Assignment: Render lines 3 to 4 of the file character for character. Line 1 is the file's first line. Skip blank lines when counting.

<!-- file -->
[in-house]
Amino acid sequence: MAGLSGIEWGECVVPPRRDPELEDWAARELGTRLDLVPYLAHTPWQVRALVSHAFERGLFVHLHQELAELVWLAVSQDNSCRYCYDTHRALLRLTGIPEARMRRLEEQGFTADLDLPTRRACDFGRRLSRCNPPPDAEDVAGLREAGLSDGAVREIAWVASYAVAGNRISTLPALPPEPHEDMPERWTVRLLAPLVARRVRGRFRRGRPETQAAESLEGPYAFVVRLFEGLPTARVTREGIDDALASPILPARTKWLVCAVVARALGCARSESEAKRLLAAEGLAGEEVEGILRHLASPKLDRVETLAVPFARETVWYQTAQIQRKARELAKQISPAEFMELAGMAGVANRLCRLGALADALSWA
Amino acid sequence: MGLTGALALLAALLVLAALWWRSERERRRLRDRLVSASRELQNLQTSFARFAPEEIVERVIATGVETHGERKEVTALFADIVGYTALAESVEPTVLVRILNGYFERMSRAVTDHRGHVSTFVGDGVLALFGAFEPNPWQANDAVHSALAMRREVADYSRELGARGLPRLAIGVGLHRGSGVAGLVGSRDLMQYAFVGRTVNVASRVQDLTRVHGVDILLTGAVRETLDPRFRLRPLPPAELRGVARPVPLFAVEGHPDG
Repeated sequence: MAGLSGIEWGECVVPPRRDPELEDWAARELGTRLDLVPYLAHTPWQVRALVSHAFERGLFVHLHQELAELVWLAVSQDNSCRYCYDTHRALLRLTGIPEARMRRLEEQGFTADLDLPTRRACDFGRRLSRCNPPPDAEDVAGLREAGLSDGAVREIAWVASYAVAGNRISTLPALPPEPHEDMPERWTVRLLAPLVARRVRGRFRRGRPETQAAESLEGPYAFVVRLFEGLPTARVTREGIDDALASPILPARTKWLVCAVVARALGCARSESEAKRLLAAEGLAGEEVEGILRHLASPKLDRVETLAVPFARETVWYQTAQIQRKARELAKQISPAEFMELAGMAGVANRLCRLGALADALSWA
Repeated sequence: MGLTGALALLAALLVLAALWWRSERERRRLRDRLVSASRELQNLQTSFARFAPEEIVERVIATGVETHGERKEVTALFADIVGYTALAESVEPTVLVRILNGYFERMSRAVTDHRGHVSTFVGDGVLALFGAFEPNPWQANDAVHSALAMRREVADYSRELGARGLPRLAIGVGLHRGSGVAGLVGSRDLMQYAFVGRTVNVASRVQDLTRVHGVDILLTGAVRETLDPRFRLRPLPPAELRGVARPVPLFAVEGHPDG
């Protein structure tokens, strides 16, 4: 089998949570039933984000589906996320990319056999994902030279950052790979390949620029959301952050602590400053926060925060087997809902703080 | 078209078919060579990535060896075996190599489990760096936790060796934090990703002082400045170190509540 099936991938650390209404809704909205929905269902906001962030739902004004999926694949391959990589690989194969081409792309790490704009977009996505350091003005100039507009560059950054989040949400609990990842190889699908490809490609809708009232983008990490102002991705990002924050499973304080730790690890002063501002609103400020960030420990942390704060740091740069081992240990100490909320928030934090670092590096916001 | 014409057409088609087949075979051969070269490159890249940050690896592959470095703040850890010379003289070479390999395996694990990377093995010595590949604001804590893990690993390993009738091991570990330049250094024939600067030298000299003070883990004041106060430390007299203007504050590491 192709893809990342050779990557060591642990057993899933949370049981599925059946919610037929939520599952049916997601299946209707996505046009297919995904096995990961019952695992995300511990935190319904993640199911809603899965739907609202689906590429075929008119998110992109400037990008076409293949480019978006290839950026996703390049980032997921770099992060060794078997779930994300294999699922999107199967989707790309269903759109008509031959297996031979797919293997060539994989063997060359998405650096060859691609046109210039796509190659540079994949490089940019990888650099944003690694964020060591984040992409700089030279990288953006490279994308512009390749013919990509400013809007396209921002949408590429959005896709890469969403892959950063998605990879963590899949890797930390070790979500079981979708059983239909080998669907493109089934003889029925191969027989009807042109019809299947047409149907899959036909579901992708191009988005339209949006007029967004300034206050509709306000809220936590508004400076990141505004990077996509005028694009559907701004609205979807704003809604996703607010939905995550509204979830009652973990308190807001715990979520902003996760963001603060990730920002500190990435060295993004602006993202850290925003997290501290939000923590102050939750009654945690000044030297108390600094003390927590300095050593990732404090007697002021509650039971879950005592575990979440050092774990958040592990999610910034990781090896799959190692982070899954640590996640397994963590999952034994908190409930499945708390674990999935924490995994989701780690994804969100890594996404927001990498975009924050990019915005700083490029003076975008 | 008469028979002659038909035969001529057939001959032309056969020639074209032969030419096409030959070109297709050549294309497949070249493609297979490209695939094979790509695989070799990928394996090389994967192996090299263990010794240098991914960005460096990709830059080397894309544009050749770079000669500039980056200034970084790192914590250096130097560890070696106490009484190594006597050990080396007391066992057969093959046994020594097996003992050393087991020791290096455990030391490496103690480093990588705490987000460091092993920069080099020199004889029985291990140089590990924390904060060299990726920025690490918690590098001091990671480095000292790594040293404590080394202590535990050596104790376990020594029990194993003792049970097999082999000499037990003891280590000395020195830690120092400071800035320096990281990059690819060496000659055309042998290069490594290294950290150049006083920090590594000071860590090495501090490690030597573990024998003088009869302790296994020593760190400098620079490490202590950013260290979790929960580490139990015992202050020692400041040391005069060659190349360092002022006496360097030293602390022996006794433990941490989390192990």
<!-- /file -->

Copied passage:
Amino acid sequence: MGLTGALALLAALLVLAALWWRSERERRRLRDRLVSASRELQNLQTSFARFAPEEIVERVIATGVETHGERKEVTALFADIVGYTALAESVEPTVLVRILNGYFERMSRAVTDHRGHVSTFVGDGVLALFGAFEPNPWQANDAVHSALAMRREVADYSRELGARGLPRLAIGVGLHRGSGVAGLVGSRDLMQYAFVGRTVNVASRVQDLTRVHGVDILLTGAVRETLDPRFRLRPLPPAELRGVARPVPLFAVEGHPDG
Repeated sequence: MAGLSGIEWGECVVPPRRDPELEDWAARELGTRLDLVPYLAHTPWQVRALVSHAFERGLFVHLHQELAELVWLAVSQDNSCRYCYDTHRALLRLTGIPEARMRRLEEQGFTADLDLPTRRACDFGRRLSRCNPPPDAEDVAGLREAGLSDGAVREIAWVASYAVAGNRISTLPALPPEPHEDMPERWTVRLLAPLVARRVRGRFRRGRPETQAAESLEGPYAFVVRLFEGLPTARVTREGIDDALASPILPARTKWLVCAVVARALGCARSESEAKRLLAAEGLAGEEVEGILRHLASPKLDRVETLAVPFARETVWYQTAQIQRKARELAKQISPAEFMELAGMAGVANRLCRLGALADALSWA